Steve Gardiner taught high school English and journalism for 38 years in Montana and Wyoming. He started working at the Republican Eagle in May 2018. He focuses on features and outdoor stories.
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An old sandpit near the Sportsman's Club in Frontenac off Highway 61 has been transformed into the Frontenac Solar Garden, reflecting a trend of rapidly increasing use of solar power throughout Minnesota. "This site was an old quarry," said Karl von Knobelsdorff, owner of Knobelsdorff Electric, Inc. from Goodhue. "It is a good use of the land. You don't like to see a solar garden go onto nice farm land."
LAKE CITY — Six candidates vied for three spots on the Lake City City Council, and Amy Kohrs Alkire with 1306 votes, Faye Brown with 1271, and Russell Boe with 1159 emerged as winners. Candidates not selected were John Mead with 1009 votes, Jason DeVinny with 711 votes, and Greg Schreck with 659 votes. There write 28 write-ins. The Lake City School Board also had six candidates for three positions. The three incumbent candidates retained their jobs.
The Goodhue County Board of Commissioners voted unanimously to proclaim Goodhue County a Purple Heart County at their meeting Nov. 6. Veterans Service Officer Robby Robinson requested that the board make that designation. He also reported that 1,910,162 Purple Hearts have been awarded to United States military personnel and that Veterans Services' records show 30 Purple Heart recipients currently live in Goodhue County. The Purple Heart is awarded in the name of the U.S. president to those who are killed or wounded while serving in the armed forces, according to Robinson.
If teachers want students to work hard, be engaged, and learn well, those teachers encourage students to work on something they care about, something that fits their passions. That's exactly what Dr. Travis Thul, dean of Trade and Technology, hopes to do with the new Bicycle Design and Fabrication Program at Minnesota State College Southeast in Red Wing. The idea to start the program came from another program that already exists at the college - the Guitar Repair and Building Program.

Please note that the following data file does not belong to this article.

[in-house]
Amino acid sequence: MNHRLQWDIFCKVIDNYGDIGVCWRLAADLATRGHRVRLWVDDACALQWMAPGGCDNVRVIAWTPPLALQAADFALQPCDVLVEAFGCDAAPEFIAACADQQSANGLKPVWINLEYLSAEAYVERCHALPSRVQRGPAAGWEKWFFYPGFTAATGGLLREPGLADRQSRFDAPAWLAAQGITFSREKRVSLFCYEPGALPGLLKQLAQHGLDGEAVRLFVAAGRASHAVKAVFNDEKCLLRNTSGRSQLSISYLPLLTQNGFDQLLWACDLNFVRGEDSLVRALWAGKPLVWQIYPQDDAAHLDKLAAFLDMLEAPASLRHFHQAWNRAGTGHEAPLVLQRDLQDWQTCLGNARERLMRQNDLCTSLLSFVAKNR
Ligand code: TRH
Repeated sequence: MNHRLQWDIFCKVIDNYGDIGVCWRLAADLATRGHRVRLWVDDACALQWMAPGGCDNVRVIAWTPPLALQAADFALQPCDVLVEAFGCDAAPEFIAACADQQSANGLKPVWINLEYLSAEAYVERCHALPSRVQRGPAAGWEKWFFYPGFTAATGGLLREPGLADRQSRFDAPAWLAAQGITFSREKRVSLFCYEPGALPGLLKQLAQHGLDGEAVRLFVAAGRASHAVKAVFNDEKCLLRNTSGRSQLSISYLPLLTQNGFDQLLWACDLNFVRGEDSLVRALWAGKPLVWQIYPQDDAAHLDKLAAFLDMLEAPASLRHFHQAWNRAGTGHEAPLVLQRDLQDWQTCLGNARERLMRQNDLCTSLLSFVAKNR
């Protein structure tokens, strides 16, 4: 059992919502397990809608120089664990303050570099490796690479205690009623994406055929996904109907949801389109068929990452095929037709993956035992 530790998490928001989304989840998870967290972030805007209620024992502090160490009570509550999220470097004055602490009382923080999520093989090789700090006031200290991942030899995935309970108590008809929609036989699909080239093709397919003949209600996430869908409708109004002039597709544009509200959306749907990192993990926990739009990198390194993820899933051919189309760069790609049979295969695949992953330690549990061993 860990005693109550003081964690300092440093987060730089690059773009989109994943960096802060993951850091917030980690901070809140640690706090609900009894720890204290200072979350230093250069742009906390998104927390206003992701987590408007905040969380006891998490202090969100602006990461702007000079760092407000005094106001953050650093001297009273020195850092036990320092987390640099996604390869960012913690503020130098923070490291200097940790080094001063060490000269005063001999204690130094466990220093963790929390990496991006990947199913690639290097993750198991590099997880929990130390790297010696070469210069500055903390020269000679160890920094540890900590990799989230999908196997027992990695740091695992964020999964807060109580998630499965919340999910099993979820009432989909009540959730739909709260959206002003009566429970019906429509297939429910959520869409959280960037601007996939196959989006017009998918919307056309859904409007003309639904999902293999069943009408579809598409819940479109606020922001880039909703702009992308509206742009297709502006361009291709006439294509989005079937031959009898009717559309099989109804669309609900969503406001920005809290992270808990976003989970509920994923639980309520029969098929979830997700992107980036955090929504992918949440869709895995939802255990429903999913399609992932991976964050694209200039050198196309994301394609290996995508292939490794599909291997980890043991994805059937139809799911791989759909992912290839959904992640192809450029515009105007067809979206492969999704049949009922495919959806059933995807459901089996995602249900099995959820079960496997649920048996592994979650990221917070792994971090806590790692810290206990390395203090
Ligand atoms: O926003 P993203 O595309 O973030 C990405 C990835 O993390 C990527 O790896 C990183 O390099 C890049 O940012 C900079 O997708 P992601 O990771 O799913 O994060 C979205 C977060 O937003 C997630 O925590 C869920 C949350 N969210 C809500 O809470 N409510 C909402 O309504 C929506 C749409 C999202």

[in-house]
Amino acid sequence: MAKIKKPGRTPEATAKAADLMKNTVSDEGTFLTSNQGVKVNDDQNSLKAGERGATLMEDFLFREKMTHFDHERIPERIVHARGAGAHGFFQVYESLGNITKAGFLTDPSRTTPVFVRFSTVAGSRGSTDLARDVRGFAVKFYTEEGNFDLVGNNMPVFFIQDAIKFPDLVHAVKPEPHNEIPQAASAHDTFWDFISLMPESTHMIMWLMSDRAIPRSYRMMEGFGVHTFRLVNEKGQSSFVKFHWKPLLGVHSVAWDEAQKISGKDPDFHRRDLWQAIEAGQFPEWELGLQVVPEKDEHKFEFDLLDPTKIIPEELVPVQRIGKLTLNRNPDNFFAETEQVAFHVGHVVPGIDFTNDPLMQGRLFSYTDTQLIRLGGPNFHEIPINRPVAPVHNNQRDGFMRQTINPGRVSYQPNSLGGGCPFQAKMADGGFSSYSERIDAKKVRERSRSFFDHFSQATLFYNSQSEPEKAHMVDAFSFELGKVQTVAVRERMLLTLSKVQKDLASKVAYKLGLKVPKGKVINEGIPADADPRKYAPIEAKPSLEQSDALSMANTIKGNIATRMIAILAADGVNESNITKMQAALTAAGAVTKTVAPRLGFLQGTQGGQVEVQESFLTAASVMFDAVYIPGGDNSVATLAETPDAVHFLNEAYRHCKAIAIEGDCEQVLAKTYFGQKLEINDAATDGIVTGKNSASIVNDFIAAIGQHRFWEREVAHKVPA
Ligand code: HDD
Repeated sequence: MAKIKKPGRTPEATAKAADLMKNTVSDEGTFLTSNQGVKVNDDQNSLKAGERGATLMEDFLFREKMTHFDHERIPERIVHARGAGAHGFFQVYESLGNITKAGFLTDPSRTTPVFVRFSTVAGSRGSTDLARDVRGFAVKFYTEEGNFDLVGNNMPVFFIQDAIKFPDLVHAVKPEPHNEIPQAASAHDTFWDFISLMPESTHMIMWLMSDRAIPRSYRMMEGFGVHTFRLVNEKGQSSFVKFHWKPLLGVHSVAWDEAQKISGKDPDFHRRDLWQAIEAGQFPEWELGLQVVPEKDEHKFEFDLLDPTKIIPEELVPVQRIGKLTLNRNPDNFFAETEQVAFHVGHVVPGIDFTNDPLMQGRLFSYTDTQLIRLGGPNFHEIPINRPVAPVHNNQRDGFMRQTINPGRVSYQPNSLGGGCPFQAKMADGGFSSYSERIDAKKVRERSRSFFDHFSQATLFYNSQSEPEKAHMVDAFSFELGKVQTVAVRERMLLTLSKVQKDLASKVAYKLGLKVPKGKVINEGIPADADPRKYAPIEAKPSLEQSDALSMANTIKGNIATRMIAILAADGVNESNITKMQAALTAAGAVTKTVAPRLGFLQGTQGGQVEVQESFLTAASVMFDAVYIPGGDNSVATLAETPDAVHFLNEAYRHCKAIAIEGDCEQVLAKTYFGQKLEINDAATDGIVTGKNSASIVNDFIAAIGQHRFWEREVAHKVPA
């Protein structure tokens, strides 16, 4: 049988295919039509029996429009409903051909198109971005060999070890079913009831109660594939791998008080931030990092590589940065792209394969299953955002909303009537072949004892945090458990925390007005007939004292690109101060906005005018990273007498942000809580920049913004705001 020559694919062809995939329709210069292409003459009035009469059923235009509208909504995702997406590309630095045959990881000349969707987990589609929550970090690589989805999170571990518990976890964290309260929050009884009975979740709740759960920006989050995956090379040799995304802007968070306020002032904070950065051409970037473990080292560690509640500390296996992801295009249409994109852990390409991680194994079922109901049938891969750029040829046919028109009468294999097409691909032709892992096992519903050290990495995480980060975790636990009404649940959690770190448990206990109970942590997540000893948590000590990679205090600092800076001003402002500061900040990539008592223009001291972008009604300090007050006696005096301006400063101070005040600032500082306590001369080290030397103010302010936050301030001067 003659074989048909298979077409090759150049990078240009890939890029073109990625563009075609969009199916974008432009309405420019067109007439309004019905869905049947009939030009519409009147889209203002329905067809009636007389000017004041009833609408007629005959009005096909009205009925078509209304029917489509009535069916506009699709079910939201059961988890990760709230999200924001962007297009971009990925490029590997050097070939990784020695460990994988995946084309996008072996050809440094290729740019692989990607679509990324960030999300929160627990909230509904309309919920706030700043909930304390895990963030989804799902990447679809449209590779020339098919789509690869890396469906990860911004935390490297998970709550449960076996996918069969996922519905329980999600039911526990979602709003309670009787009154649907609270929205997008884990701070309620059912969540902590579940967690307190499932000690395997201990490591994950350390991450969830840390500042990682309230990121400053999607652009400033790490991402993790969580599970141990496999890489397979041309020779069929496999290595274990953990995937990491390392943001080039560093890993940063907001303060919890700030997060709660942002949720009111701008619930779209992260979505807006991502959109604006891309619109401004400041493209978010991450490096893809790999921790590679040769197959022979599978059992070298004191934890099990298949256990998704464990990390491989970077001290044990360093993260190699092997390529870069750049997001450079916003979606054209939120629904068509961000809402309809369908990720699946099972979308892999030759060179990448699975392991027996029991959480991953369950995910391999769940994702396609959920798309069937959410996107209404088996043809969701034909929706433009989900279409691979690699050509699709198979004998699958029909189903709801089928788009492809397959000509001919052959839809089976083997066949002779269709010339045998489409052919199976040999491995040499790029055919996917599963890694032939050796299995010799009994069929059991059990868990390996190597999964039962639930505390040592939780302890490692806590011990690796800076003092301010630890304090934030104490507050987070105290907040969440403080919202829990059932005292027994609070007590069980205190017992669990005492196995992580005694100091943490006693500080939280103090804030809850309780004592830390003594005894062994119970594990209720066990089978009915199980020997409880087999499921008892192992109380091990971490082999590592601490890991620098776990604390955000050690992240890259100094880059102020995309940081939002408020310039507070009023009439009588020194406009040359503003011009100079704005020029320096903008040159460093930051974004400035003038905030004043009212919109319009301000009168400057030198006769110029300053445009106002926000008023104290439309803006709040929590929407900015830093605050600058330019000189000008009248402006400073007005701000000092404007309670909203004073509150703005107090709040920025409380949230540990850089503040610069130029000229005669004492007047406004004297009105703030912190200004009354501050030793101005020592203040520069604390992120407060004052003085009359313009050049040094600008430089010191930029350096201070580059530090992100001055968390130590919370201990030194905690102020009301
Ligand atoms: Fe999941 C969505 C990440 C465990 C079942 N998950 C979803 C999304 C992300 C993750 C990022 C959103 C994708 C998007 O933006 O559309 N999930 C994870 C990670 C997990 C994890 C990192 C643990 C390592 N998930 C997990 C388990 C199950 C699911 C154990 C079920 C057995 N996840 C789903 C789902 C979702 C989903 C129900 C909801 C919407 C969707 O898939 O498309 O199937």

When Art Owen, Dakota spiritual leader, addressed the crowd gathered at Barn Bluff on Oct. 16, his voice was positive, filled with hope that the Prairie Island Indian Community and the city of Red Wing were coming together to work for the benefit of all. Ten days later, at age 68, he died unexpectedly at the United Hospital in St. Paul. Peggy Rehder, former Red Wing City Council member, said she has heard conversations since the ceremony at Barn Bluff "about how helpful it was to have Arthur speak out, and now, it is just sad that that voice is silent."
The Red Wing Area Manufacturers Association and the Red Wing Area Chamber of Commerce held their annual Manufacturers Appreciation Luncheon Monday, Oct. 22, in the St. James Hotel. Several speakers briefly addressed the group, including Sean Dowse, mayor of Red Wing, Barb Haley, Minnesota House representative from District 21A, Lori Ann Clark, candidate for Minnesota House representative in District 21A, Mike Goggin, Minnesota senator for District 21 and Karin Housley, Minnesota senator for District 39 and U.S. Senate candidate.
There are now two bridges at Barn Bluff. The first, under construction for months, will join the two banks of the Mississippi River. The second, in need of work for decades, built long spans in one afternoon, closing the distance between two communities, two cultures, two ways of thinking and living.
A recent federal law makes it easier for consumers to protect their financial security by freezing their accounts with all three major credit agencies for free. Prior to this law coming into effect on Sept. 21, individuals could freeze and unfreeze their accounts, but those actions required paying a fee each time, according to Bruce Carlstrom, president of Lake City Federal Bank.
Community members who want to take action against poverty in Red Wing will have an opportunity to get involved in discussions and leadership sessions when United Way brings Blandin Foundation speakers to town starting Oct. 16. Jodi Pfarr, a nationally known speaker, will discuss ways of thinking and acting related to poverty at the free kick-off dinner 5:30-8:30 p.m. Oct. 16 at Minnesota State College Southeast, Room 314.
As students return to the classroom, it's a good time to consider the apps they are using on their smart devices. Some of them can be dangerous, according to local law enforcement officers. "This is a problem nationwide, and it is absolutely a problem in Minnesota," said Ryan Olson, detective with the Dakota County Electronic Crimes Task Force in Hastings.